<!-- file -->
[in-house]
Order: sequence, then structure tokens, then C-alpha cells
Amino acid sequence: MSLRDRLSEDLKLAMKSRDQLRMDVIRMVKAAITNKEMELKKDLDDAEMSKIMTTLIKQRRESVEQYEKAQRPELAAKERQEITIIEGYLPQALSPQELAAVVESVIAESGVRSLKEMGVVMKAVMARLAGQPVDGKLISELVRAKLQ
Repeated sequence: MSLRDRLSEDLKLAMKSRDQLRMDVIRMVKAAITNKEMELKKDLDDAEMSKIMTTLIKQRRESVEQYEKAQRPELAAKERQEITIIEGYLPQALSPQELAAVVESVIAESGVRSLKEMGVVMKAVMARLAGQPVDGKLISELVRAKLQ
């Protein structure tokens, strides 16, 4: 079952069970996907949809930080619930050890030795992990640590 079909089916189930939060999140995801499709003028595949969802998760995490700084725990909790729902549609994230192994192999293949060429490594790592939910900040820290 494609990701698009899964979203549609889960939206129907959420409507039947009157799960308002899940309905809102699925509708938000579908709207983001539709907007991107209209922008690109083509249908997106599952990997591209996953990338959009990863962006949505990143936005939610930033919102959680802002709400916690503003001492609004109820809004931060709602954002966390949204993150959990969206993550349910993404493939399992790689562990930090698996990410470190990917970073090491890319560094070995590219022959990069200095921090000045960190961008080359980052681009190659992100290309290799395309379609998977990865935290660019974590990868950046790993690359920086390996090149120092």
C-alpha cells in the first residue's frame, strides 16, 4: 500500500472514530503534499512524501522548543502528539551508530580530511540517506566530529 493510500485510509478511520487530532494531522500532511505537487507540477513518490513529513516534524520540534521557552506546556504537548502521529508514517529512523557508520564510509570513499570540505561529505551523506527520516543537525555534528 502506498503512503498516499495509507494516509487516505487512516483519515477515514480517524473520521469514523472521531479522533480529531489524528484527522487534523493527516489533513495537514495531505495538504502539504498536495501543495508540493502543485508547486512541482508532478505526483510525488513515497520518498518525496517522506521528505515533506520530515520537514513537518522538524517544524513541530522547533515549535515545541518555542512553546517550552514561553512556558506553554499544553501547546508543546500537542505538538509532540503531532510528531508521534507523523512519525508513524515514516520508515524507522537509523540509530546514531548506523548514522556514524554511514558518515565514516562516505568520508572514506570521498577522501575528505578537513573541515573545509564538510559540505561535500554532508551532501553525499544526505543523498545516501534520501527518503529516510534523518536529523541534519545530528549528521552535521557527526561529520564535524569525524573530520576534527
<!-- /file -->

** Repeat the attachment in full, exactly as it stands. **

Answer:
[in-house]
Order: sequence, then structure tokens, then C-alpha cells
Amino acid sequence: MSLRDRLSEDLKLAMKSRDQLRMDVIRMVKAAITNKEMELKKDLDDAEMSKIMTTLIKQRRESVEQYEKAQRPELAAKERQEITIIEGYLPQALSPQELAAVVESVIAESGVRSLKEMGVVMKAVMARLAGQPVDGKLISELVRAKLQ
Repeated sequence: MSLRDRLSEDLKLAMKSRDQLRMDVIRMVKAAITNKEMELKKDLDDAEMSKIMTTLIKQRRESVEQYEKAQRPELAAKERQEITIIEGYLPQALSPQELAAVVESVIAESGVRSLKEMGVVMKAVMARLAGQPVDGKLISELVRAKLQ
């Protein structure tokens, strides 16, 4: 079952069970996907949809930080619930050890030795992990640590 079909089916189930939060999140995801499709003028595949969802998760995490700084725990909790729902549609994230192994192999293949060429490594790592939910900040820290 494609990701698009899964979203549609889960939206129907959420409507039947009157799960308002899940309905809102699925509708938000579908709207983001539709907007991107209209922008690109083509249908997106599952990997591209996953990338959009990863962006949505990143936005939610930033919102959680802002709400916690503003001492609004109820809004931060709602954002966390949204993150959990969206993550349910993404493939399992790689562990930090698996990410470190990917970073090491890319560094070995590219022959990069200095921090000045960190961008080359980052681009190659992100290309290799395309379609998977990865935290660019974590990868950046790993690359920086390996090149120092």
C-alpha cells in the first residue's frame, strides 16, 4: 500500500472514530503534499512524501522548543502528539551508530580530511540517506566530529 493510500485510509478511520487530532494531522500532511505537487507540477513518490513529513516534524520540534521557552506546556504537548502521529508514517529512523557508520564510509570513499570540505561529505551523506527520516543537525555534528 502506498503512503498516499495509507494516509487516505487512516483519515477515514480517524473520521469514523472521531479522533480529531489524528484527522487534523493527516489533513495537514495531505495538504502539504498536495501543495508540493502543485508547486512541482508532478505526483510525488513515497520518498518525496517522506521528505515533506520530515520537514513537518522538524517544524513541530522547533515549535515545541518555542512553546517550552514561553512556558506553554499544553501547546508543546500537542505538538509532540503531532510528531508521534507523523512519525508513524515514516520508515524507522537509523540509530546514531548506523548514522556514524554511514558518515565514516562516505568520508572514506570521498577522501575528505578537513573541515573545509564538510559540505561535500554532508551532501553525499544526505543523498545516501534520501527518503529516510534523518536529523541534519545530528549528521552535521557527526561529520564535524569525524573530520576534527